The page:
God, as the God whose character demonstrates chesed, is consistent in his loving and kind actions:


He is the one who left many commandments in the Mosaic Law, and really throughout the OT and NT - to look after orphans, widows and foreigners;


He is the one who seeks to redeem his people from bondage and death;


He is the one who sacrifices himself on the cross in order to bring eternal life to his creation;


He is the one who is interested in the redemption, the salvation, the blessing of his people.   


And while God himself is active to bring these things about, most often he will use human agents to extend his blessings.  So while we can pray that God would bless someone, we should realize that God may want to use us to bring about that blessing.


If a brother or sister is without clothing and in need of daily food, and one of you says to them, “Go in peace, hope you keep warm and fill your stomachs,” and then does nothing to alleviate their physical needs, then his words are useless.                                     James 2:15-16


Just as an aside, sending used clothing to a developing country actually does more damage than good. 


So while Boaz pronounces a blessing on Ruth, that God would repay her for the kindness she had demonstrated toward Naomi, at the very same time he made himself the instrument of that blessing. 


Her act of lovingkindness resulted in a blessing.  This general principle is found in both the OT and the NT.


The kind man will bring benefit on himself, but a hard-hearted man will create problems for himself.

                                                                        Proverbs 11:17


Kindness brings something positive into our lives, while being hard-hearted results in something negative.  The odd time, when we treat someone with kindness it will actually backfire on us – abused for the good we do; taken advantage of. 


But the principle we find in Proverbs 11 holds true for the majority of cases.  And even if the person doesn’t respond in turn with kindness, we still reap something positive in our own character.  The apostle Paul wrote something that confirms this:


Do not be deceived, you cannot mock God.  You will reap what you sow. … Let us not get tired of doing what is good.  At just the right time we will reap a harvest of blessing if we do not give up.                     Galatians 6:7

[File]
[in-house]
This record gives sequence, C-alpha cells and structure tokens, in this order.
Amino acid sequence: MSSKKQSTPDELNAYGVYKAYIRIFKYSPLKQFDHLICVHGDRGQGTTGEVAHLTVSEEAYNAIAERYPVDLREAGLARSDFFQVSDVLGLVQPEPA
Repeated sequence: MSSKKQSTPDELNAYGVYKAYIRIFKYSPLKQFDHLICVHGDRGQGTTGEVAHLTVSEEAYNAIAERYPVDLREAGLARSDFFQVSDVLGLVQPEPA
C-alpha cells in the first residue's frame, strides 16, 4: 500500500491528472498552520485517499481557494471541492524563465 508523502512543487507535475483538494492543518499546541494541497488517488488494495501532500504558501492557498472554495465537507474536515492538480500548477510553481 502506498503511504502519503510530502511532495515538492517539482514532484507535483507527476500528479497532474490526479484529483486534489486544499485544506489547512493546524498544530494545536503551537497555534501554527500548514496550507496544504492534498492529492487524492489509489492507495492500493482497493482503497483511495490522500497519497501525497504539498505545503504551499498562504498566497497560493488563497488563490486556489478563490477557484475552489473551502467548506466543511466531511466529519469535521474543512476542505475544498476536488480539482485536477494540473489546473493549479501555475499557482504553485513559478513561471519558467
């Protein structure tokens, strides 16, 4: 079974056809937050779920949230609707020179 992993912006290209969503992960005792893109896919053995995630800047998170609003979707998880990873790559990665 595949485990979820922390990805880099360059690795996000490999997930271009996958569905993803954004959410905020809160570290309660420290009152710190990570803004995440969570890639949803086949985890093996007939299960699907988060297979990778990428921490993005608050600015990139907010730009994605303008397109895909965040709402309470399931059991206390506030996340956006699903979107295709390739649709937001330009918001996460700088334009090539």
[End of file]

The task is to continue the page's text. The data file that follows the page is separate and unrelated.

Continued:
While Paul wrote this with eternal reward or punishment in mind, there is a principle that can apply even during one’s lifetime. [2]


Let’s continue with Ruth:


13 Ruth replied, “I hope to continue to find favour in your eyes, my Lord.  You have encouraged me and have spoken so kindly to me, your maid, even though I am not as worthy as your maids.”[3]


Again Ruth shows humility.  She continues to bow before Boaz and now calls him her Lord, and refers to herself as his maid (or slave), even though she says that she is worth even less than those women. 


And Boaz continued to show her more and more kindness, just as she had requested.


14 At lunchtime Boaz called to her, “Come over here and help yourself to some of our food.  You can dip your bread in the wine vinegar if you like.”  So she sat with his harvesters and Boaz passed her roasted grain to eat – so much so that she had some left over after she was full. 


The painting by Millet, who also painted The Gleaners, places this lunch time into the mid-1800’s.  The clothes are all wrong, but Millet captures the potential awkwardness of this situation.   Again, the mountain of harvested grain in the background contrasts with the meager armful that Ruth is carrying.


Boaz’s generosity goes way beyond what would have been expected.  [The vinegar was a way of providing additional flavour for the bread].  He gave Ruth so much granola that she couldn’t eat it all.  The workers must have wondered what is going on.  But that overabundance of kindness continued after Ruth had gone back to work.


15 When Ruth got up to glean, Boaz ordered his young men, “Even if she should glean right between the sheaves let her do so without giving her a hard time.  16 In fact, pull out some heads of barley from the bundles and let them drop so she can pick them up without giving her a hard time.” 


Twice Boaz tells his workers not to bother Ruth, not to give her a bad time or put her in her place or ream her out (all meanings possible), but to basically allow her to go wherever she wanted as she gleaned. 


Actually dropping harvested stalks of grain to the ground on purpose, would seem absolutely crazy and irrational move to make on the part of the landowner - because the result would be a direct loss of the harvest – particularly over the month the barley harvest took place.  So it must have become clear to all the field workers that Ruth had special privileges and was to be treated with the kind of respect and consideration that marked her out as someone of special standing in Boaz’s eyes. 


17 So Ruth gathered barley there all day, and when she beat out the grain that evening, it weighted about fifty pounds.  18 So Ruth picked up the grain, carried it back to town and showed it to her mother-in-law.  Ruth also gave her the food that was left over from her lunch. 


50 lbs of grain is a huge amount for someone who is gleaning.  Think of a 50 pound feed bag.  I’m not sure how Ruth could have carried such a large amount to Naomi – but she likely did so on her head.